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Wednesday, August 13, 2014

Syllabus for Esri's first MOOC "Going Places with Spatial Analysis" now available via GeoNet (I guess you need an account?). There's also a group on GeoNet

Continue reading...

by Adena Schutzberg on 08/13 at 06:12 AM | Comments | Bookmark and Share

Monday, August 11, 2014

In an article published today in the Wall Street Journal, John Hickey, the No. 2 safety official at the Federal Aviation Administration (FAA), told a United Nations meeting over the weekend that regulatory approval to operate unmanned aerial vehicles (UAV) alongside commercial aircraft is "not going to be as soon as some people tend to think."

This will be troubling news for many in the geospatial community that feel that UAVs offer a cost effective solution for applications in utilities, agriculture, urban planning and emergency response, just to name a few. More delays mean lost business. I spoke with a small company operating a UAV today and the angst with regard to prolonging an announcement about the regulations for commercial UAV flights was palpable.

The timing however, while bad news for UAV startups, may be good news for small sat startups, of which there are many and seemingly more are coming soon. Launching small sats, no matter how much they weigh, is more costly than a small drone, of course. But if the delay in FAA regulations causes companies to close up shop, small sats, launched by well-capitalized entrepreneurs, may close the gap in cost, tasking and timeliness of delivery of remotely-sensed data. Whether its real-time HD video from Skybox or UrtheCast, or the launch of a "flock" of small sats from Planet Labs, earth observation data will be streaming down in massive volumes daily. This will impact the viability of the business model for UAVs and the longer the FAA takes to offer a planned integration of drones into the National Airspace System the more detrimental the effect.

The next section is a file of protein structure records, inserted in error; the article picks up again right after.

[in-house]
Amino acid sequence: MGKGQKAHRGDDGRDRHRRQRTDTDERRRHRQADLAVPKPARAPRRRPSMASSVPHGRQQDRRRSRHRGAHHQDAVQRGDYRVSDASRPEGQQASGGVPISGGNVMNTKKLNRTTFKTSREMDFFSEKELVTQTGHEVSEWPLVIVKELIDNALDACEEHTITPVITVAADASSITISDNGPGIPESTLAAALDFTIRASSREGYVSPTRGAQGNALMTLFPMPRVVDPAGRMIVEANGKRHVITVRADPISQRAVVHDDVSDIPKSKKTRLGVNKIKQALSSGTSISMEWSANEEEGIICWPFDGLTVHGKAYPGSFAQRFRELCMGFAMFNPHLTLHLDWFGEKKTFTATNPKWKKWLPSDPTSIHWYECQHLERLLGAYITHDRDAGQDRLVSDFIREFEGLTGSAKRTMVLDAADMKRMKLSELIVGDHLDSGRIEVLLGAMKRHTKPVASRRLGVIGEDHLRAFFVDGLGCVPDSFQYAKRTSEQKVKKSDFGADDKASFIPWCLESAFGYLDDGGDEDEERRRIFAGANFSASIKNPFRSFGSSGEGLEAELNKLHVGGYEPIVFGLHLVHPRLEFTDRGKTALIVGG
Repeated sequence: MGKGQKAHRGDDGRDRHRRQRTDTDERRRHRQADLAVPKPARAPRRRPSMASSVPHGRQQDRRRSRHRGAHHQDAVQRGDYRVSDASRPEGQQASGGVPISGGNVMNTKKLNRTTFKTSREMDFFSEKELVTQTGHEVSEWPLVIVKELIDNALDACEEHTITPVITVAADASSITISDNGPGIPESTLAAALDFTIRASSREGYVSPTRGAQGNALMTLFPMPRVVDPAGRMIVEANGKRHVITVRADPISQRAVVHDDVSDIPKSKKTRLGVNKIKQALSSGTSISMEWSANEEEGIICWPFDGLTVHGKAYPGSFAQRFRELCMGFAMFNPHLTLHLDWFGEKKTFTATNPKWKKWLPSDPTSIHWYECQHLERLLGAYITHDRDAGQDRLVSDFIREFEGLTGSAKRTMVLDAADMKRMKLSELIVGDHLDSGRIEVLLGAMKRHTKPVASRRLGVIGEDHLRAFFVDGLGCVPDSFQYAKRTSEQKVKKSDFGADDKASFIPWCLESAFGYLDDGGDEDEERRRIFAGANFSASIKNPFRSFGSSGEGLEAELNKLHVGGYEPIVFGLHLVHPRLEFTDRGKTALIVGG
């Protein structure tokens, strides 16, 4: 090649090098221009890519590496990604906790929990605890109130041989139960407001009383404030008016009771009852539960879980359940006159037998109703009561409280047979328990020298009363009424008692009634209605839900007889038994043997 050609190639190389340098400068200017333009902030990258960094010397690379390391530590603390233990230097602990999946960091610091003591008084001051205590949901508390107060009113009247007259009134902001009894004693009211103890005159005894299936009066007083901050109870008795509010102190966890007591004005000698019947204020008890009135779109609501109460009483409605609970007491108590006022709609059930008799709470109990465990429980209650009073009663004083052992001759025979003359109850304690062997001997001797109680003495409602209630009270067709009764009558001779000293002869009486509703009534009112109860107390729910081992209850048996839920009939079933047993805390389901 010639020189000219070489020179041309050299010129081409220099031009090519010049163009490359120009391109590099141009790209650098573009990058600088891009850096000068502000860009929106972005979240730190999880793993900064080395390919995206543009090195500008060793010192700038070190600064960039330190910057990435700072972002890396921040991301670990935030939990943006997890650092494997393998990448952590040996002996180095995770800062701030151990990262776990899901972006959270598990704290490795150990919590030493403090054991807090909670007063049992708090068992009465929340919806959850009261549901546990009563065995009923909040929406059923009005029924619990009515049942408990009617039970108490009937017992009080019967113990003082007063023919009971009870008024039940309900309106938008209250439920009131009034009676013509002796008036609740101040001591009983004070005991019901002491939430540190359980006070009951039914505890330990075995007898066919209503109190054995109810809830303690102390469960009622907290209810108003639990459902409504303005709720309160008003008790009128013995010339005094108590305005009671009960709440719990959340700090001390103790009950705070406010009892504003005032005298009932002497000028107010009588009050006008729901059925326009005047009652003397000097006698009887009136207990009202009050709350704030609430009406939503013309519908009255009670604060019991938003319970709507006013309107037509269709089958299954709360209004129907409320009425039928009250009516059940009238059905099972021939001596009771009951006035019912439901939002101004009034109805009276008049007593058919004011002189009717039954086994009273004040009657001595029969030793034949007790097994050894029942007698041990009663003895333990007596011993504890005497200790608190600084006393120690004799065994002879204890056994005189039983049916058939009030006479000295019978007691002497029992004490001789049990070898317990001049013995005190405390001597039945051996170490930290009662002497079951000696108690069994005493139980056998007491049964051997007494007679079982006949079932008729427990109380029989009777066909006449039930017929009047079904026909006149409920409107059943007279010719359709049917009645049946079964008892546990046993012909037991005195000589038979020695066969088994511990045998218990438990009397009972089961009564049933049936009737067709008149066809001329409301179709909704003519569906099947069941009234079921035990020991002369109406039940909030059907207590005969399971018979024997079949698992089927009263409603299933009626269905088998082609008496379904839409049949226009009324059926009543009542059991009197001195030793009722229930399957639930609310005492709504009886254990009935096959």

The end game is faster delivery of information. It's not spatial resolution or spectral fidelity. The rush to launch small sats is to increase repeat coverage of the same geographical area daily. And, if there are enough birds in the sky, that time period may be even shorter. UAVs offer convenience, flexibility and cost effectiveness. But they need to have the freedom to operate first. There is a confluence of events taking place. Any delay by the FAA, which is mandated by Congress to have a plan in place by the fall of 2015, or delays to the launch of small sats, due to political events, sanctions or otherwise, creates opportunity for one platform over the other.

Editor's Note: Attend the upcoming Directions' webinar: Operating UAV's in U.S. Airspace - the Legal Implications, August 27, 2 PM Eastern.

by Joe Francica on 08/11 at 11:52 AM | Comments | Bookmark and Share

Don Cooke's cat fitted with a GPS receiverRemember wardriving? That's the term for driving around with sensors to detect open wi-fi routers with the goal of mapping or using them. This weekend security researcher Gene Bransfield spoke at the DefCon hacker convention about a device to do just that, but for his cat. The collar includs a Spark Core chip loaded with his custom-coded firmware, a Wi-Fi card, a tiny GPS module and a battery. The device, dubbed WarKitteh can be built for under $1000. And, Bransfield made clear he built it to amuse himself rather than to find and abuse open wi-fi. He did report in his talk, however, how many WEP-enabled access points he found. That security system is known to be insecure.

I am impressed at how far we've come since the basic cat-tracking Don Cooke did in his Fun with GPS book from 2005 (right).

Image from Don Cooke's talk at Where 2.0 2006 by Zippy under CC-NC-SA 2.0.

via DTNS

by Adena Schutzberg on 08/11 at 03:15 AM | Comments | Bookmark and Share

Friday, August 08, 2014

AAG Health and Medical Geography Specialty Group Student Paper Competition